The person from the brand or agency selecting bloggers has an unconscious bias towards selecting Caucasian bloggers.

[Related: Responsible Leadership is More Important than Ever]

Continue to celebrate POC peers.

We can continue to celebrate the accomplishments that WOC are achieving every day. Even though not where it should be, this nation has seen an uptick in POC women as elected officials, executives, and community leaders. Our very own Vice President of the United States, Kamala Harris, exemplifies this.

“This allows the fullness of Black women and other women of color to be accepted as legitimate characteristics of leadership and respected for how we (POC) hone our brilliance, beauty, compassion, resilience, pain, exhaustion, and anger, make distinctions, focus on solutions, and show aspects of who we are and becoming,” said Dr. Brown. “[We all] need to see Black women as multi-dimensional individuals rather than projections of white people’s needs.” This is a pivotal first step in celebrating our POC colleagues.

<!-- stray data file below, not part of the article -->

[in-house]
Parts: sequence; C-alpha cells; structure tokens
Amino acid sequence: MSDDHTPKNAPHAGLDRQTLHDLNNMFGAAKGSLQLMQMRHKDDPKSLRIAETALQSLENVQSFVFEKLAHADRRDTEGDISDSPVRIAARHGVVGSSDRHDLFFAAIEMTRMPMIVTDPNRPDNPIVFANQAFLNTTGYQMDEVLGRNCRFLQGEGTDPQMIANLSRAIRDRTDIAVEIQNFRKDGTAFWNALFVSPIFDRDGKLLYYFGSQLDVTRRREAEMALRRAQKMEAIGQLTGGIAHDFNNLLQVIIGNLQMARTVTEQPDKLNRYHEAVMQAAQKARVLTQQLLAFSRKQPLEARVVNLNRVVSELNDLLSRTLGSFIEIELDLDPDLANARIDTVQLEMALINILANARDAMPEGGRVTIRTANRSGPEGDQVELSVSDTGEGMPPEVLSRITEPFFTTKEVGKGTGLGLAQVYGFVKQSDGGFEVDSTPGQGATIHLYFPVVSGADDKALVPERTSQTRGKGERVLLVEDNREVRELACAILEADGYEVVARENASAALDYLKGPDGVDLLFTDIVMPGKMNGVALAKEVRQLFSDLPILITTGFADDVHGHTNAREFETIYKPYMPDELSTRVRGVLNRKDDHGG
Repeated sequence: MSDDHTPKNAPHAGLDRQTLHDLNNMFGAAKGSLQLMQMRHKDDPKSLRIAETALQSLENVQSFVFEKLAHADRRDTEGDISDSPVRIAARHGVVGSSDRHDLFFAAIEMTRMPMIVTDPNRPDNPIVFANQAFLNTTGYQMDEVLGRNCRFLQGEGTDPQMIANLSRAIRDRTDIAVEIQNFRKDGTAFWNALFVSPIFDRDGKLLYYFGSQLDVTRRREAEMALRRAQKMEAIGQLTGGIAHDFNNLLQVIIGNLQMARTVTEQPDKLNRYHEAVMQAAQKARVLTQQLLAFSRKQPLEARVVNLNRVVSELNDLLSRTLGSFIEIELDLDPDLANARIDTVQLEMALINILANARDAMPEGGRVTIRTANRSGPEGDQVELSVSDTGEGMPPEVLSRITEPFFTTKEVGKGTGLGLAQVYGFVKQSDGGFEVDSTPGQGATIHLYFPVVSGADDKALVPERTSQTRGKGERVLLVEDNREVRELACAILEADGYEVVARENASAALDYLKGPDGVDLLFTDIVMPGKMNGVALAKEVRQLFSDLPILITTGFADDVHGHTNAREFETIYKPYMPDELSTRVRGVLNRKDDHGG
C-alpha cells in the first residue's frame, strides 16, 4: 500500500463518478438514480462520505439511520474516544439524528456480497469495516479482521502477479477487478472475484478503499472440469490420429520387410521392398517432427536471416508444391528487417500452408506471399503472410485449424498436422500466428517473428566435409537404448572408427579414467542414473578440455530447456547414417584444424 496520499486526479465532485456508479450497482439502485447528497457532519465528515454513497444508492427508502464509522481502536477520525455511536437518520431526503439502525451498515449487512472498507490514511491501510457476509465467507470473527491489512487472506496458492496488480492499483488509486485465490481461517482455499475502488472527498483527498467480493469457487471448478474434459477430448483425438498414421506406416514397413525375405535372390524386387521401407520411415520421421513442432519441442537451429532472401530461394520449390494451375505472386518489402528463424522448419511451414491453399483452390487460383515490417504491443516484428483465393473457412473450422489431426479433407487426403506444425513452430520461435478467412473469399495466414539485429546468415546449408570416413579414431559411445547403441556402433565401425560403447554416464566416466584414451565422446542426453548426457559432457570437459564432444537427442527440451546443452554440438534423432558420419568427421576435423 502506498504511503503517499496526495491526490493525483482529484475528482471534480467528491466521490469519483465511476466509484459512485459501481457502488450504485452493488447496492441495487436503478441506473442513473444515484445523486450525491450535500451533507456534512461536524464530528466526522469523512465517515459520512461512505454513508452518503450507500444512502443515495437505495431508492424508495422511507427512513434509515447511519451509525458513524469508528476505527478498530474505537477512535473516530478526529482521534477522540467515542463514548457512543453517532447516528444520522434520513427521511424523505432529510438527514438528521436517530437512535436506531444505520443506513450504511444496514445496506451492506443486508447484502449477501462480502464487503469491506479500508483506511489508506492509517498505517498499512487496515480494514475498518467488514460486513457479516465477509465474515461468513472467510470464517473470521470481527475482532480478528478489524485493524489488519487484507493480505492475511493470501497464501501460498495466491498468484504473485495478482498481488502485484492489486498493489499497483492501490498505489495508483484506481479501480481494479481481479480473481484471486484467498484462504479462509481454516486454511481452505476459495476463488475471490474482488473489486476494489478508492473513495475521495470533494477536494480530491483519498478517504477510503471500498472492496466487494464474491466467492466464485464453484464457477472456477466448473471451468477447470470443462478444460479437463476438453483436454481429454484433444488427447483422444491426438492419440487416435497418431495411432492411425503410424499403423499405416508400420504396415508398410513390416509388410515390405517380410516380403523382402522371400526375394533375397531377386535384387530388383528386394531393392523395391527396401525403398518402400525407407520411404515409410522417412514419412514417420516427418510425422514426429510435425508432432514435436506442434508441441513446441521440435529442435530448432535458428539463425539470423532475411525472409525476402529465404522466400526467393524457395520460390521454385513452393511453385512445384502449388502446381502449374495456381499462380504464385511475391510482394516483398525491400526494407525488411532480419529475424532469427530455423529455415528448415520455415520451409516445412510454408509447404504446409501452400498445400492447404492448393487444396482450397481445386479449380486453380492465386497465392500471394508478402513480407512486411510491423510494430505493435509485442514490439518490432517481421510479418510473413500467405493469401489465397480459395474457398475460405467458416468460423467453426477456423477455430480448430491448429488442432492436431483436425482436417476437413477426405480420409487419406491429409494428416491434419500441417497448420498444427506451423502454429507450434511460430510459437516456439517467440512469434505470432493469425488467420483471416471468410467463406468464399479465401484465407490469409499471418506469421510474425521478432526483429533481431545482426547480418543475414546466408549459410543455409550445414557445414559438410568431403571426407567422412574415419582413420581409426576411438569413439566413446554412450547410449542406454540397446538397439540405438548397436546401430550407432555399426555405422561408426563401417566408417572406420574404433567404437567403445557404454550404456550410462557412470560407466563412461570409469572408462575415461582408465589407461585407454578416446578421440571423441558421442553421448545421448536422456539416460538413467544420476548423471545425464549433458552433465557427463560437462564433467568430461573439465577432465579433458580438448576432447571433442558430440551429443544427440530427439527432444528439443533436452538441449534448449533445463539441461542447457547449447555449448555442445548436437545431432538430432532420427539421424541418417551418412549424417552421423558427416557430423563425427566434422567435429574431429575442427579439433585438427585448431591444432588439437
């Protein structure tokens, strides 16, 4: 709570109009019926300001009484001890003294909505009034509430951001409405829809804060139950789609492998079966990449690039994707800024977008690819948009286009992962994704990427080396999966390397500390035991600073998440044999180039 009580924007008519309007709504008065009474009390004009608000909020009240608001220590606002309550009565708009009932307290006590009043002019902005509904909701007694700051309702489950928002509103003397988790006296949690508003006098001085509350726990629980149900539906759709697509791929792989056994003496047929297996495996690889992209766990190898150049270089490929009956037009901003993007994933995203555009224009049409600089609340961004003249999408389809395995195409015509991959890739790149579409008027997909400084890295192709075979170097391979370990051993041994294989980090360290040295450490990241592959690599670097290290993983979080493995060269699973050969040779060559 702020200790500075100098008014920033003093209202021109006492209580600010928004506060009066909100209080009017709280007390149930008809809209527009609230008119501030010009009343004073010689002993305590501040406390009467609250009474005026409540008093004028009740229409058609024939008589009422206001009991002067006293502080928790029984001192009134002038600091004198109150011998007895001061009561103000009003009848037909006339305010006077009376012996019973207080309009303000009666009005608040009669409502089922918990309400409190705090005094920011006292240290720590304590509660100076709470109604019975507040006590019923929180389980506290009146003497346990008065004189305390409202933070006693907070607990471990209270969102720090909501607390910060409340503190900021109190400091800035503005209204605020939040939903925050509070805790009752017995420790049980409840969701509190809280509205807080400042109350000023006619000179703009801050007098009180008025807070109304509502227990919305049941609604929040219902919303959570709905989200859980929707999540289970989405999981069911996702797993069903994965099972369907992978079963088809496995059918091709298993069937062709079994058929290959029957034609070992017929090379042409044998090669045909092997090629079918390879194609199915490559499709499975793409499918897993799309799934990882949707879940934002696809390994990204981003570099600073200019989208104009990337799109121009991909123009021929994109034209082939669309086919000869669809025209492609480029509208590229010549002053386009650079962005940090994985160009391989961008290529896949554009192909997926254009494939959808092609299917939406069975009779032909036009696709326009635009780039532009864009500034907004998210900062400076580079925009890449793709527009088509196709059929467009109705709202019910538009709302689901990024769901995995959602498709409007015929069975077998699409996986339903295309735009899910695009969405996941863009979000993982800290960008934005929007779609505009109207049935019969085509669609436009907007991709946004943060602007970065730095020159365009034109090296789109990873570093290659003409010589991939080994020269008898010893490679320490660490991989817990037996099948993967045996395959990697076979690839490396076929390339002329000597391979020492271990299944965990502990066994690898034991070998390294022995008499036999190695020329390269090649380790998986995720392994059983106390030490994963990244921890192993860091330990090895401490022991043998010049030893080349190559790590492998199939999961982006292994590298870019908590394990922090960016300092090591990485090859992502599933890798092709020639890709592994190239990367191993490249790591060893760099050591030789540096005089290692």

How we can continue to help.

Corporations must continue creating diversity in their workplaces. There needs to be a representation of all for employees to normalize this coworking and to coexist.

Summits and conferences should be held nationally to give platforms to Black Americans. OneUnited Bank is doing this by creating their OneTransaction Virtual Financial Conference annually (June 19). This conference speaks of transactions to help close the racial wealth gap, showing Black Americans how they can invest and save, why it’s beneficial, and how to create profitable businesses.